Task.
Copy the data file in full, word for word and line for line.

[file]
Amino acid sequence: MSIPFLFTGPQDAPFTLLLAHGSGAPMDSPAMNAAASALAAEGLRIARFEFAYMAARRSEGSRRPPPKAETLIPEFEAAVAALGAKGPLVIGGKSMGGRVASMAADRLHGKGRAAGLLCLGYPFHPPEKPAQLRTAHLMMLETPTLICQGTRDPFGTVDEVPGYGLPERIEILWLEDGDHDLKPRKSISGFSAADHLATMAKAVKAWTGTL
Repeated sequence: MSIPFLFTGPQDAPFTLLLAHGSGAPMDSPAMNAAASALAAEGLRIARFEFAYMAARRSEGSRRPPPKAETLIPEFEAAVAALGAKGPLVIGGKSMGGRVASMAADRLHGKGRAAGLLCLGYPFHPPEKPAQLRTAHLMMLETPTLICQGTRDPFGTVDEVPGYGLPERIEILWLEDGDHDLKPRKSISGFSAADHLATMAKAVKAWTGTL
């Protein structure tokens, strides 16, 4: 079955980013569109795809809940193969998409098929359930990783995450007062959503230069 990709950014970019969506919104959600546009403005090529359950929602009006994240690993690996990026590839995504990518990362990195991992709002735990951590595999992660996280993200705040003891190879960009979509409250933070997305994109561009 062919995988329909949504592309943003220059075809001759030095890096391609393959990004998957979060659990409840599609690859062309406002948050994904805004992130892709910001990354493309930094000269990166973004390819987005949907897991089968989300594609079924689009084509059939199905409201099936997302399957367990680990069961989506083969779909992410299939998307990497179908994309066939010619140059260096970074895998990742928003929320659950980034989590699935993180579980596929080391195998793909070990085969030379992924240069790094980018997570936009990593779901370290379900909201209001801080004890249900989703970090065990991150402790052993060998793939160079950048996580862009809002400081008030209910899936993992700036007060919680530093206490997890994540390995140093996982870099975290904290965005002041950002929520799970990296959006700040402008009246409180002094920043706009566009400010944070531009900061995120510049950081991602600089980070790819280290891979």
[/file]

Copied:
Amino acid sequence: MSIPFLFTGPQDAPFTLLLAHGSGAPMDSPAMNAAASALAAEGLRIARFEFAYMAARRSEGSRRPPPKAETLIPEFEAAVAALGAKGPLVIGGKSMGGRVASMAADRLHGKGRAAGLLCLGYPFHPPEKPAQLRTAHLMMLETPTLICQGTRDPFGTVDEVPGYGLPERIEILWLEDGDHDLKPRKSISGFSAADHLATMAKAVKAWTGTL
Repeated sequence: MSIPFLFTGPQDAPFTLLLAHGSGAPMDSPAMNAAASALAAEGLRIARFEFAYMAARRSEGSRRPPPKAETLIPEFEAAVAALGAKGPLVIGGKSMGGRVASMAADRLHGKGRAAGLLCLGYPFHPPEKPAQLRTAHLMMLETPTLICQGTRDPFGTVDEVPGYGLPERIEILWLEDGDHDLKPRKSISGFSAADHLATMAKAVKAWTGTL
């Protein structure tokens, strides 16, 4: 079955980013569109795809809940193969998409098929359930990783995450007062959503230069 990709950014970019969506919104959600546009403005090529359950929602009006994240690993690996990026590839995504990518990362990195991992709002735990951590595999992660996280993200705040003891190879960009979509409250933070997305994109561009 062919995988329909949504592309943003220059075809001759030095890096391609393959990004998957979060659990409840599609690859062309406002948050994904805004992130892709910001990354493309930094000269990166973004390819987005949907897991089968989300594609079924689009084509059939199905409201099936997302399957367990680990069961989506083969779909992410299939998307990497179908994309066939010619140059260096970074895998990742928003929320659950980034989590699935993180579980596929080391195998793909070990085969030379992924240069790094980018997570936009990593779901370290379900909201209001801080004890249900989703970090065990991150402790052993060998793939160079950048996580862009809002400081008030209910899936993992700036007060919680530093206490997890994540390995140093996982870099975290904290965005002041950002929520799970990296959006700040402008009246409180002094920043706009566009400010944070531009900061995120510049950081991602600089980070790819280290891979």